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United States v. Marcum

United States District Court, E.D. Kentucky, Southern Division, London

October 15, 2019




         This matter is before the Court on the Recommended Disposition [R. 76] filed by United States Magistrate Judge Hanly A. Ingram. The Defendant Jason Ray Marcum is charged with three violations of his supervised release conditions. Id. at 3. For the reasons that follow, the Recommended Disposition [R. 76] will be adopted.


         Judgment was originally entered against Mr. Marcum in May 2010, after he pled guilty to one count of manufacturing less than fifty marijuana plants and one count of being a felon in possession of a sawed-off shotgun. [R. 76.] Mr. Marcum was then sentenced to 100 months on both counts, to be served concurrently, followed by a four-year term of supervised release. Id. Mr. Marcum began his term of supervised release in October 2016. Id.

         In April 2017, the Defendant's supervised release was revoked for the first time after he was found guilty of multiple violations, including use of controlled substances (methamphetamine and marijuana) and the associated criminal conduct of use of those drugs, the use of alcohol, the failure to answer truthfully to inquiries by his probation officer, and commission of a crime (possession of methamphetamine). Id. These violations resulted in Mr. Marcum being sentenced to twenty-one months of imprisonment and four years of supervised release to follow. Id. In August 2018, Mr. Marcum was again released and began his additional term of supervision.

         On April 25, 2019, the United States Probation Office issued a Supervised Release Violation Report which initiated these proceedings. Id. at 2. This initial Report charged Mr. Marcum with a single violation, failure to report as instructed to his probation officer, U.S. Probation Officer Joey Tyler. Id. at 3. As a basis for this violation, the Report alleges that, over the course of a month, Mr. Marcum repeatedly failed to meet with or respond to instructions to report by Officer Tyler. Id. at 2-3. This conduct constitutes a Grade C violation. Id. at 3.

         This Court issued a summons for Mr. Marcum to appear at an initial appearance on the alleged violation but again he failed to appear as directed. Id. at 2. Thereafter, the Court issued an arrest warrant and Mr. Marcum was arrested on June 13, 2019. Id. at 3.

         Following his arrest, Mr. Marcum met with Officer Tyler on June 14, 2019 at the Laurel County Detention Center. Id. At that time, Mr. Marcum admitted to using methamphetamine two days prior and signed a Positive Urinalysis Report describing his use. Id. The USPO issued an Addendum to the Report the same day. Id. at 2.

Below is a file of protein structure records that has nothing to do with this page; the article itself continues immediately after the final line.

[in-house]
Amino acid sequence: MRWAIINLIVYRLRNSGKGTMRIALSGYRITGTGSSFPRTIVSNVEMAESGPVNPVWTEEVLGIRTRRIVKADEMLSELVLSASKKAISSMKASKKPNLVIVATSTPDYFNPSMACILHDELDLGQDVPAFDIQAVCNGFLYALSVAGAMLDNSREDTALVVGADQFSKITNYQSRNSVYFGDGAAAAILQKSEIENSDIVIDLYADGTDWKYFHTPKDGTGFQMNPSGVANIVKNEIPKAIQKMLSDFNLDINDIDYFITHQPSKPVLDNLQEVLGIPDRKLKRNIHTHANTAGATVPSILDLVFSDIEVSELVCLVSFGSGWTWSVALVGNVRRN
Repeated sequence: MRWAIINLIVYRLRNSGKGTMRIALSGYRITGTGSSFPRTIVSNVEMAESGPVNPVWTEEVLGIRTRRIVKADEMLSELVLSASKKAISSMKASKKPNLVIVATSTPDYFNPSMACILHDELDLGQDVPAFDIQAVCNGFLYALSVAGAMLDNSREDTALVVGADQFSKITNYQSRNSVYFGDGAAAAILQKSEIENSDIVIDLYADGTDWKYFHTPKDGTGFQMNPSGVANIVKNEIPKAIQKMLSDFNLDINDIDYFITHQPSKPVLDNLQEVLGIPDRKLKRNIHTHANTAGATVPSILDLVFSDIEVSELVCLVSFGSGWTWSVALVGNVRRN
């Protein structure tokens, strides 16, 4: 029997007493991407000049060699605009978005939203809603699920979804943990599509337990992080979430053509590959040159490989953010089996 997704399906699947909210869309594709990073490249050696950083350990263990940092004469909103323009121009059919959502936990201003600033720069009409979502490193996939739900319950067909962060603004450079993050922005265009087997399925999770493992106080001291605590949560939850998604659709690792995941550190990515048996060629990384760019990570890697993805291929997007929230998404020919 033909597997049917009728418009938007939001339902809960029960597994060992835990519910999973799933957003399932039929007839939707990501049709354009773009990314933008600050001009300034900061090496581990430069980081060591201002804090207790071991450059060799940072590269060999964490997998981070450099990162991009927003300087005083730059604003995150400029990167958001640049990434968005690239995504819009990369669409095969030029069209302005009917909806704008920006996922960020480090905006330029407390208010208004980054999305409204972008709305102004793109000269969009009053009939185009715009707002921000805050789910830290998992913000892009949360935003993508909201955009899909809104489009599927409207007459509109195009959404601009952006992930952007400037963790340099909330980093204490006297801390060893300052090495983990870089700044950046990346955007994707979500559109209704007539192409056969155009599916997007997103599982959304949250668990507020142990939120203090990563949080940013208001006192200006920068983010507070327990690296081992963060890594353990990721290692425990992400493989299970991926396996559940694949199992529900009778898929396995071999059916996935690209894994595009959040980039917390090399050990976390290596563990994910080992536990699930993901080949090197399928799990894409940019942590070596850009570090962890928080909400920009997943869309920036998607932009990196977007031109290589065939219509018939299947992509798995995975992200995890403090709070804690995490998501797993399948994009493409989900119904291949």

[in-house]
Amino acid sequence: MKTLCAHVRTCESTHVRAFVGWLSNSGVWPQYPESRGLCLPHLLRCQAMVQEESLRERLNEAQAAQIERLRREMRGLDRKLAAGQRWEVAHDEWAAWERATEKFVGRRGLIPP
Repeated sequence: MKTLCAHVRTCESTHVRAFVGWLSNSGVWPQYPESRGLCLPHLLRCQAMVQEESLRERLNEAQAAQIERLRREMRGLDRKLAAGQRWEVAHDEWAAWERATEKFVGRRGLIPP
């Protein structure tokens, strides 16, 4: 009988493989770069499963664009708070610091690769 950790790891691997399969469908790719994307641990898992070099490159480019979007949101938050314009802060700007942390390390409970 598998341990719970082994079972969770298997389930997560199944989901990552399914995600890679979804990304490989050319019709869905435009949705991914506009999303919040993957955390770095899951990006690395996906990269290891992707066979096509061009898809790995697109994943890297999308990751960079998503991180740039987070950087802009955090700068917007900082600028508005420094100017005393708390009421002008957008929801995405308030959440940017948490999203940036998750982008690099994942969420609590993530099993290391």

The Addendum alleges that his admitted methamphetamine use triggered two additional violations of his supervised release conditions. First, Mr. Marcum was to “refrain from any unlawful use of a controlled substance.” Id. at 3. Failure to do so would constitute a Grade C violation. Id. Additionally, the Report alleges that his admitted use of methamphetamine triggered a violation of his agreement not to commit conduct which constituted a “federal, state, or local offense punishable by a term of imprisonment exceeding one year.” Id. at 3; U.S.S.G. § 7B1.1(a)(2). Because of Mr. Marcum's prior drug conviction, use is the same as possession. [R. 76 at 3.] Therefore, his admitted use of methamphetamine is conduct in violation of 21 U.S.C. § 844(a), a Class E Felony. Id. This conduct would constitute a Grade B violation. Id.

         At the final revocation hearing, held on June 24, 2019, Mr. Marcum competently entered a knowing, voluntary, and intelligent stipulation to Violation 1 as charged in the Report, failure to report to his probation officer as instructed. [R. 77 at 4.] However, he exercised his right to a full hearing as to Violations 2 and 3 from the Addendum. Id.



         At the final revocation hearing, Officer Tyler testified as to Mr. Marcum's admission of methamphetamine use as it related to Violations 2 and 3. [R. 76 at 4.] Defense counsel orally moved to suppress the testimony as a violation of Mr. Marcum's Fifth and Sixth Amendment rights. [Id; R. 72.] Magistrate Judge Ingram continued the hearing in order to allow full briefing by the parties on the motion to suppress. [R. 76 at 4.]

         After considering the parties' briefing, Magistrate Judge Ingram issued a memorandum opinion and order recommending denial of the motion to suppress. [R. 74.] First, Judge Ingram found that Mr. Marcum's Sixth Amendment right to counsel claim failed as defendants “have no constitutional right to counsel within the context of supervised release violation proceedings.” Id. at 7. Indeed, the Sixth Circuit has made clear that “there is no constitutional right to the effective assistance of counsel at a supervised release revocation hearing” and further that any entitlement to counsel in this context is statutory. United States v. Lester, 76 F.3d 380 (6th Cir. 1996); see also United States v. Ward, 770 F.3d 1090, 1097-98 (4th Cir. 2014) (“Courts ...

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